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Minari

Year: 2020
Production Co: Plan B Entertainment
Director: Lee Isaac Chung
Writer: Lee Isaac Chung
Cast: Steven Yuen, Yeri Han, Will Patton, Yuon Yuh-jung

I had exactly the same reaction to this film as I did to Farewell. I'm sure it was created in no small part because of some executive or production company head desperate for some of the diversity cred Hollywood Awards is throwing at anything that doesn't have a white American lead.

But before you think I'm an anti-woke right winger, I'm equally sure writer/director Lee Isaac Chung poured his heart and soul into what was undoubtedly a deeply autobiographical tale in the vein of Farewell or Roma, evoking the sights, sounds and smells of (somebody's) rural US heartland upbringing as an outsider.

Steven Yuen is Jacob, a young Korean man who's moved to the backwoods of Arkansas to be a farmer. It seems his wife Monica (Yeri Han) was none too happy about his plan but went along with it, even less so when she sees the half-built, tear down hovel he intends for them to live in.

In between both of them going to work for a local chicken processing plant, endlessly checking the sexes of chicks to send them either to market or the furnace, Jacob works his fields, assisted by the good-natured local nutjob Paul (Will Patton) who works for him.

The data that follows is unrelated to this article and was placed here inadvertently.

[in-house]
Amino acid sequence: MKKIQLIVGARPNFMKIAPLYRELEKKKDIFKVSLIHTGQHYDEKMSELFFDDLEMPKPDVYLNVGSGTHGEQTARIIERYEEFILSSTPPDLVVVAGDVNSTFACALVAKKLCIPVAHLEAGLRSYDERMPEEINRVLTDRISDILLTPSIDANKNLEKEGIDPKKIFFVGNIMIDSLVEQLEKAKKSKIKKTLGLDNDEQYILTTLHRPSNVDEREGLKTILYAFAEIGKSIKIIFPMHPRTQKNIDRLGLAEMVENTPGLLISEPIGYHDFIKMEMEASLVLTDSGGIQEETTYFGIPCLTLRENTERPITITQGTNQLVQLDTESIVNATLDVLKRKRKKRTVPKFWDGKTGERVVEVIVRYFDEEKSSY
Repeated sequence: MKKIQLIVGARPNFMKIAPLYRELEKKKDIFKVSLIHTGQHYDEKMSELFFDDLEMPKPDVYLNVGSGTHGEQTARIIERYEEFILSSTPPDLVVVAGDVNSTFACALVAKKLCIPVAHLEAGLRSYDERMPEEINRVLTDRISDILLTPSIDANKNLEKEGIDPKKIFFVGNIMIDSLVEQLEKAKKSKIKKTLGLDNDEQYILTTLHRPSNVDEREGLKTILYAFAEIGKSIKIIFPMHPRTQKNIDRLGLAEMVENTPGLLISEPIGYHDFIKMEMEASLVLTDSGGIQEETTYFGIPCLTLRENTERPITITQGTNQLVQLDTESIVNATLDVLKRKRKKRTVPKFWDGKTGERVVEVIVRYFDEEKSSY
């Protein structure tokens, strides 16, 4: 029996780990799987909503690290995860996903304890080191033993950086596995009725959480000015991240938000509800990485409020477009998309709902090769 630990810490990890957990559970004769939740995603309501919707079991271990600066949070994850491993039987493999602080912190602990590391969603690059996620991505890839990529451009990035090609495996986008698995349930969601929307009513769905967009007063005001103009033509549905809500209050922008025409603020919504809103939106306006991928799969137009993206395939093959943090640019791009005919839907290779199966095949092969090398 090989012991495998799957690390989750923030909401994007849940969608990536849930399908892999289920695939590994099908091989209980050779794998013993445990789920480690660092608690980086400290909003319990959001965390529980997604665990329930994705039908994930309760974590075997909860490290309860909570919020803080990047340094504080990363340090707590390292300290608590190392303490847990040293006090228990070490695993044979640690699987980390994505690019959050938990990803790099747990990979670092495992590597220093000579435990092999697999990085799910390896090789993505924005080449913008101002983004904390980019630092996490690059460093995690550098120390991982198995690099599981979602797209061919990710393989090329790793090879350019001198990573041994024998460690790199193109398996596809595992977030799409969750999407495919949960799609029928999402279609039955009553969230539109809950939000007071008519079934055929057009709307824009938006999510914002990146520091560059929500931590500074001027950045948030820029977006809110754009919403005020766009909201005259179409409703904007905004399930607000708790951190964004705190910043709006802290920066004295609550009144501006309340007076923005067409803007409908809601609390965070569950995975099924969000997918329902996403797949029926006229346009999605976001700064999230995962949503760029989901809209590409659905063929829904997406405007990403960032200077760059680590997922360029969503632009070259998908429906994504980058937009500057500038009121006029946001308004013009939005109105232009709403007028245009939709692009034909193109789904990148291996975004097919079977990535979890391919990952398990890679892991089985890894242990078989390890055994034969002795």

The couple's kids try to make the most of their new school, and early on they decide to bring Monica's mother Soonja (Yuh-Jung Yuon) over from Korea to help with the running of the house and family, a charming woman who's somewhere between a ditz and a firebrand.

Like Farewell the drama is quiet, understated and unobtrusive. I kept expecting the Yi family to be subjected to horrific racism but everyone around them is supportive and wishes them well. The only real conflict comes from the land itself, Jacob realising he's in over his head, his wife losing interest in their marriage and his family slowly splintering.

When the incident that causes the climax comes, it's almost off-the-cuff happenstance, precipitating a pivot in the plot so the final scene can end on a note of hope instead of the downhill struggle the family's faced during the rest of the film.

It's quiet and subdued but kind of dry, and if you're in the mood for a simple family drama the filmmaking is fine enough (though nothing outstanding). Forget everything you've been led to believe over the last handful of years about how any movie about races other than whites is automatically brilliant and important just by existing and judge it on its merits.

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